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Blood In The Streets, Spain, Part 1

Blood In The Streets, Spain, Part 2

Blood In The Streets, Spain, Part 3

Blood In The Streets, Spain, Part 4

Blood In The Streets, Spain, Part 5

This is part 6 of a multi-part series on the Spanish (NYSEARCA:EWP) stock market. The logic is, again, the same: as Baron Rothschild once said, "The time to buy is when there's blood in the streets." The blood is certainly flowing in the European periphery.

In looking at the stocks, I'll try to gauge the sensitivity to internal demand, some factors important to their industries, the multiples they trade at and how the local stocks compare to U.S. listed alternatives in the same sectors. Obviously to trade some of these stocks, investors would need an account with a full-service broker.

I will cover the stocks that are members of the Spanish Ibex 35 Index. This index has the following 35 constituents, and in this article I'll cover those bolded:

  • Abertis
  • Abengoa
  • ACS
  • Acerinox
  • Amadeus
  • Acciona
  • BBVA
  • Bankia
  • Bankinter
  • Bolsas Y Mercados
  • Caixabank
  • DIA
  • Endesa
  • Enagas
  • Fomento Construcciones
  • Ferrovial
  • Gamesa
  • Gas Natural
  • Grifols
  • IAG
  • Iberdrola
  • Indra
  • Inditex
  • Mapfre
  • ArcelorMittal
  • OHL
  • Banco Popular (OTCPK:BPESF)
  • Red Electrica (OTCPK:RDEIY)
  • Repsol (OTCQX:REPYY)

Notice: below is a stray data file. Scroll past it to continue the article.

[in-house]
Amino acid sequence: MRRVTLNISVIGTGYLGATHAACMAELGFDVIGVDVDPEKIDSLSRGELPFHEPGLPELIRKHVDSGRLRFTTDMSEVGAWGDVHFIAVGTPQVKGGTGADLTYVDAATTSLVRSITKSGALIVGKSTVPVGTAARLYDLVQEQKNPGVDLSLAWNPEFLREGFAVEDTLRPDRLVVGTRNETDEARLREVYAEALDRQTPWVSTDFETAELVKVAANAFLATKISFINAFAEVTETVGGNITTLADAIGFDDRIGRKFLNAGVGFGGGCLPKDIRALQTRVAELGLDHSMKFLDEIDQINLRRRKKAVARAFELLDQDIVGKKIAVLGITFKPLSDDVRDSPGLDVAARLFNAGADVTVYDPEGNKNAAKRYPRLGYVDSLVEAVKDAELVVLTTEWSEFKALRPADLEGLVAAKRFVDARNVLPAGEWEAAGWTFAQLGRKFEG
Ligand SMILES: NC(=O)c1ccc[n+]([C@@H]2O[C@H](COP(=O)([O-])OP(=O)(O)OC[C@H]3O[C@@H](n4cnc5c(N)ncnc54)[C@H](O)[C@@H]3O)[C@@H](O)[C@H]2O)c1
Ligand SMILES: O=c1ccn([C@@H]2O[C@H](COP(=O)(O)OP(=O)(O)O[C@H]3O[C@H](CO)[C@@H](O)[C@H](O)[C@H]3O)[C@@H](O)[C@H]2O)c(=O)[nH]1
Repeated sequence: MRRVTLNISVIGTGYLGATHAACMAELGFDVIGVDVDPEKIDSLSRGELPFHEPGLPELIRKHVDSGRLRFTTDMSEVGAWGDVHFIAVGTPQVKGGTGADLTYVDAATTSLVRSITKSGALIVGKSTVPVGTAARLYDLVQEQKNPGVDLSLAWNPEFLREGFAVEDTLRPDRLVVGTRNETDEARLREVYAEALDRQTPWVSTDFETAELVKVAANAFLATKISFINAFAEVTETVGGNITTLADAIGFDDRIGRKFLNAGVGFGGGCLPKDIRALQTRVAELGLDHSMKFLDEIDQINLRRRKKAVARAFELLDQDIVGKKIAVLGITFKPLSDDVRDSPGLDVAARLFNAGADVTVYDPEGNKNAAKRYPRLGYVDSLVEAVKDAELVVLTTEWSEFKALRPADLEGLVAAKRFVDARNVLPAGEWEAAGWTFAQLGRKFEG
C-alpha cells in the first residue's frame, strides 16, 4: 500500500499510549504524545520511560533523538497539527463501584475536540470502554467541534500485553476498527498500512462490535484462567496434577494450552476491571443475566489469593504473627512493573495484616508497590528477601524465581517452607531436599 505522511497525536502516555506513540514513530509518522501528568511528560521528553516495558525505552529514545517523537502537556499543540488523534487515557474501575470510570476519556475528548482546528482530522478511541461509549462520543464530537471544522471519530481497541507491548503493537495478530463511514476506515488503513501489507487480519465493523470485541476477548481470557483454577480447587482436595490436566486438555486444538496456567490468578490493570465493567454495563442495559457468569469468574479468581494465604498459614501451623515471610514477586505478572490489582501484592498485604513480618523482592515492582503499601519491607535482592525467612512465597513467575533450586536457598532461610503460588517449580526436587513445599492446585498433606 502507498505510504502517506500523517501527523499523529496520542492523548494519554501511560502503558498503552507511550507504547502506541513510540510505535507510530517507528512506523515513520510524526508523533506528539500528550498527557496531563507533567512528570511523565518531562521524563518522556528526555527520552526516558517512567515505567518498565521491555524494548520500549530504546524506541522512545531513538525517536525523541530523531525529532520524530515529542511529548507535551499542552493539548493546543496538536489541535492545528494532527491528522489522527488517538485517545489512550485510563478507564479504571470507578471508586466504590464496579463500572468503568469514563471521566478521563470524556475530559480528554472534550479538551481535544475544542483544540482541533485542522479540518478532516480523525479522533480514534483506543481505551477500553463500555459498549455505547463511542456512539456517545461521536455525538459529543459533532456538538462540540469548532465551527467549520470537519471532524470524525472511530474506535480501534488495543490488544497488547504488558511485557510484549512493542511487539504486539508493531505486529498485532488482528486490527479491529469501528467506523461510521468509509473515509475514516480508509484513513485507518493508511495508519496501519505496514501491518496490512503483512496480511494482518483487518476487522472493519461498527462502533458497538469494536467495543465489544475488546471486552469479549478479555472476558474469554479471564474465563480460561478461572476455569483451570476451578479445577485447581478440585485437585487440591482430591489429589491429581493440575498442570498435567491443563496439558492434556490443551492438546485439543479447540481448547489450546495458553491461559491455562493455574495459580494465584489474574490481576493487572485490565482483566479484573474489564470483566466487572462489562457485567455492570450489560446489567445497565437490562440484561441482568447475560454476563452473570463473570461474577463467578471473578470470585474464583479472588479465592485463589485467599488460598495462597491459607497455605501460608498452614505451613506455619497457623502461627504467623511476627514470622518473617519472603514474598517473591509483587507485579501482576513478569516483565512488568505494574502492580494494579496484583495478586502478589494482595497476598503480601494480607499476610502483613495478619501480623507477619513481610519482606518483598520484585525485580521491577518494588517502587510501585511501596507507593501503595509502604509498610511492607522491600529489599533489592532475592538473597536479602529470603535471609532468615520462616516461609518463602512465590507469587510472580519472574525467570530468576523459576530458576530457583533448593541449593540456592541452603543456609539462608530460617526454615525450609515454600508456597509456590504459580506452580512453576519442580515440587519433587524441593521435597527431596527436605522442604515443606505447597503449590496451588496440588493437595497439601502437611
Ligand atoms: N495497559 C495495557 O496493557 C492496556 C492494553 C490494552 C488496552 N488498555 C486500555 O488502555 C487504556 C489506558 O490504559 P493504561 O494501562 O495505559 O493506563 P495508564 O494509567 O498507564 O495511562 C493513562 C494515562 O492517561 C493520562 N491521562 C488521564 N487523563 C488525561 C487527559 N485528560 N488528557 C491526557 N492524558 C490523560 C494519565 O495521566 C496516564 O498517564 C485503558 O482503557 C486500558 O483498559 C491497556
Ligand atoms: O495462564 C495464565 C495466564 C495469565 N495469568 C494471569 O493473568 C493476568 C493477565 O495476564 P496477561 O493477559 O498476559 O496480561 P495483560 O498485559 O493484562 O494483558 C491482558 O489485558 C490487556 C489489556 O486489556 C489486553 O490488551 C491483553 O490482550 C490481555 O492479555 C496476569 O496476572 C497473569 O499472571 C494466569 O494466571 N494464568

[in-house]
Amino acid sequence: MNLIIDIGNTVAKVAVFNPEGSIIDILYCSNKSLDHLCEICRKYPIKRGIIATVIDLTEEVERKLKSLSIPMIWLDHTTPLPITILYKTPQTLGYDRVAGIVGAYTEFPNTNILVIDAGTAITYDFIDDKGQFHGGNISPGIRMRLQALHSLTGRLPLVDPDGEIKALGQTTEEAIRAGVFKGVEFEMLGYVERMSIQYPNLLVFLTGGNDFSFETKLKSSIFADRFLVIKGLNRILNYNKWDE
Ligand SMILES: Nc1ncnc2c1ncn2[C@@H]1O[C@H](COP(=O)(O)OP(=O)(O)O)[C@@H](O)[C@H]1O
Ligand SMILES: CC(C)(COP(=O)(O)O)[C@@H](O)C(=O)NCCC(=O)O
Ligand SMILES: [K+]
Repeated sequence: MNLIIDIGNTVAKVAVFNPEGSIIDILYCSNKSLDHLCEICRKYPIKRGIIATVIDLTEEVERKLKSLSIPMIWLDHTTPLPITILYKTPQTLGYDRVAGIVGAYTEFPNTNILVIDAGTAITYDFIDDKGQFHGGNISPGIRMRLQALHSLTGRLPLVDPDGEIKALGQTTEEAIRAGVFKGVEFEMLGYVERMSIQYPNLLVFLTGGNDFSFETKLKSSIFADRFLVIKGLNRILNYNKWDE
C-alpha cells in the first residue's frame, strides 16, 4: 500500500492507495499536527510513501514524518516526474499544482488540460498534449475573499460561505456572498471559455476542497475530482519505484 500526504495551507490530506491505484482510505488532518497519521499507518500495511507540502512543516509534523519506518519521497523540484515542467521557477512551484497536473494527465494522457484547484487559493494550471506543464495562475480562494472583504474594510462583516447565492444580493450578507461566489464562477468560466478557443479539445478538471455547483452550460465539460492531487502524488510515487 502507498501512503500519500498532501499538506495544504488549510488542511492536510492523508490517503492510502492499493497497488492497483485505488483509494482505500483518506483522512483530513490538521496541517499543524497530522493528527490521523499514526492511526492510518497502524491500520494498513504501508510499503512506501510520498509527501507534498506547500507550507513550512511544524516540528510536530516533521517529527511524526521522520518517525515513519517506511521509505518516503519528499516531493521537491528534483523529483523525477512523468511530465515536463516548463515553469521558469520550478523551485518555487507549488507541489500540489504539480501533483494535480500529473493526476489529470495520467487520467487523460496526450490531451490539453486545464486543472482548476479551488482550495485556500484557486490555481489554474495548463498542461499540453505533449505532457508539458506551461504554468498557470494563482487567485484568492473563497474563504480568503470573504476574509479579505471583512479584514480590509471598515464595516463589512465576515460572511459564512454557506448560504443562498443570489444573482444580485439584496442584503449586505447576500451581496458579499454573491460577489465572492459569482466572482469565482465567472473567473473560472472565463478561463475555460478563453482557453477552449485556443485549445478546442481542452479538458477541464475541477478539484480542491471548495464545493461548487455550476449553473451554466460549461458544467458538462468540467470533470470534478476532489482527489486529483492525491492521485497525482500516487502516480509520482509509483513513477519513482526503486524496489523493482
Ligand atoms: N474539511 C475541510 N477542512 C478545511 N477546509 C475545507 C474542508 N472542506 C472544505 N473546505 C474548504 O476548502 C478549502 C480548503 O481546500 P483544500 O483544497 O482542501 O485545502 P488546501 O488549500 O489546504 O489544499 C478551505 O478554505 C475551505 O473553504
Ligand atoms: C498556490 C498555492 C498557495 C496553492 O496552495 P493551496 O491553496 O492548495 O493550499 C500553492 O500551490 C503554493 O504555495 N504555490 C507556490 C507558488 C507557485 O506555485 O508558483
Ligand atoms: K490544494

• Banco Sabadell (OTC:BNDSF)
  • Banco Santander
  • Sacyr Avllehermoso
  • Telefonica
  • Mediaset Espana
  • Tecnicas Reunidas

OHL

OHL is a construction company which has diversified geographically and in terms of segments, namely towards concession businesses (toll motorways being the most relevant). At this point 89% of OHL's EBITDA comes from outside Spain, and 77% from concession businesses. Brazil + Mexico represent 73% of EBITDA.

OHL does not seem too exposed to the Spanish economy.

Taking into account its earnings report for 2011, these are the multiples that OHL trades at today (all values are in Euros):

With a utility-like composition to its business, OHL seems quite cheap when compared to the Portuguese Brisa (OTC:BRSAY) or Spanish Abertis (OTCPK:ABRTY). It would seem the market still sees it more as a construction company than as the motorway operator it's slowly becoming.

Banco Popular

Banco Popular is a large Spanish bank. Contrary to many other Spanish stocks, Banco Popular is exposed essentially to Spain's internal market, and is being punished because of it. Banco Popular is reputedly one of the better managed domestic banks, however, its domestic exposure has led to lowered earnings over time.